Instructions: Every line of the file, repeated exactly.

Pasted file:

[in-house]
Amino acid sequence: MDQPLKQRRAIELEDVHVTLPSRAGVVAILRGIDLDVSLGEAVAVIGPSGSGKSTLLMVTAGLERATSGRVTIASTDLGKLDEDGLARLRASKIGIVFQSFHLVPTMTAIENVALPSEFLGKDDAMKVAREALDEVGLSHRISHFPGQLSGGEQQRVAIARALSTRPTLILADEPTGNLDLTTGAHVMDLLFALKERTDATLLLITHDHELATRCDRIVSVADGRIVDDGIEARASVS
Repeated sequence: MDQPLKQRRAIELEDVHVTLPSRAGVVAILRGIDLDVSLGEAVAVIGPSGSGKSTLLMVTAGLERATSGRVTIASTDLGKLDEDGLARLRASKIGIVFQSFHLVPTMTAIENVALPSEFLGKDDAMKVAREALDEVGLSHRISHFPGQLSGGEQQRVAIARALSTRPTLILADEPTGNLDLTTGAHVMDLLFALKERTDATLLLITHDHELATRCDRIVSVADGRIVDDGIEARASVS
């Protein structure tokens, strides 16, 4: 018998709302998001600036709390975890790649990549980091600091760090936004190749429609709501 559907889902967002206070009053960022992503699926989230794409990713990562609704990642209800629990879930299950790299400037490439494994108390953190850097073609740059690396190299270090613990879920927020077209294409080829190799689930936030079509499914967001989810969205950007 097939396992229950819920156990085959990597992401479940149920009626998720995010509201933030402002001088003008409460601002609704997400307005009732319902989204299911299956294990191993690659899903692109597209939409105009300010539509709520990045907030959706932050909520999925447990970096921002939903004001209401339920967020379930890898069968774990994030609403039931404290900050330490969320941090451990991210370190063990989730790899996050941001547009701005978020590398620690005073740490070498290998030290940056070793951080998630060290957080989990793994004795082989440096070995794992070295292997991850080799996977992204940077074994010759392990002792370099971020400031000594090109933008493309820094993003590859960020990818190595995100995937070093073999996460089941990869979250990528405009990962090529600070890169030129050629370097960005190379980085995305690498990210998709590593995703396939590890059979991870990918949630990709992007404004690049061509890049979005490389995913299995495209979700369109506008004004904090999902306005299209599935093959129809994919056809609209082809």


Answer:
[in-house]
Amino acid sequence: MDQPLKQRRAIELEDVHVTLPSRAGVVAILRGIDLDVSLGEAVAVIGPSGSGKSTLLMVTAGLERATSGRVTIASTDLGKLDEDGLARLRASKIGIVFQSFHLVPTMTAIENVALPSEFLGKDDAMKVAREALDEVGLSHRISHFPGQLSGGEQQRVAIARALSTRPTLILADEPTGNLDLTTGAHVMDLLFALKERTDATLLLITHDHELATRCDRIVSVADGRIVDDGIEARASVS
Repeated sequence: MDQPLKQRRAIELEDVHVTLPSRAGVVAILRGIDLDVSLGEAVAVIGPSGSGKSTLLMVTAGLERATSGRVTIASTDLGKLDEDGLARLRASKIGIVFQSFHLVPTMTAIENVALPSEFLGKDDAMKVAREALDEVGLSHRISHFPGQLSGGEQQRVAIARALSTRPTLILADEPTGNLDLTTGAHVMDLLFALKERTDATLLLITHDHELATRCDRIVSVADGRIVDDGIEARASVS
């Protein structure tokens, strides 16, 4: 018998709302998001600036709390975890790649990549980091600091760090936004190749429609709501 559907889902967002206070009053960022992503699926989230794409990713990562609704990642209800629990879930299950790299400037490439494994108390953190850097073609740059690396190299270090613990879920927020077209294409080829190799689930936030079509499914967001989810969205950007 097939396992229950819920156990085959990597992401479940149920009626998720995010509201933030402002001088003008409460601002609704997400307005009732319902989204299911299956294990191993690659899903692109597209939409105009300010539509709520990045907030959706932050909520999925447990970096921002939903004001209401339920967020379930890898069968774990994030609403039931404290900050330490969320941090451990991210370190063990989730790899996050941001547009701005978020590398620690005073740490070498290998030290940056070793951080998630060290957080989990793994004795082989440096070995794992070295292997991850080799996977992204940077074994010759392990002792370099971020400031000594090109933008493309820094993003590859960020990818190595995100995937070093073999996460089941990869979250990528405009990962090529600070890169030129050629370097960005190379980085995305690498990210998709590593995703396939590890059979991870990918949630990709992007404004690049061509890049979005490389995913299995495209979700369109506008004004904090999902306005299209599935093959129809994919056809609209082809």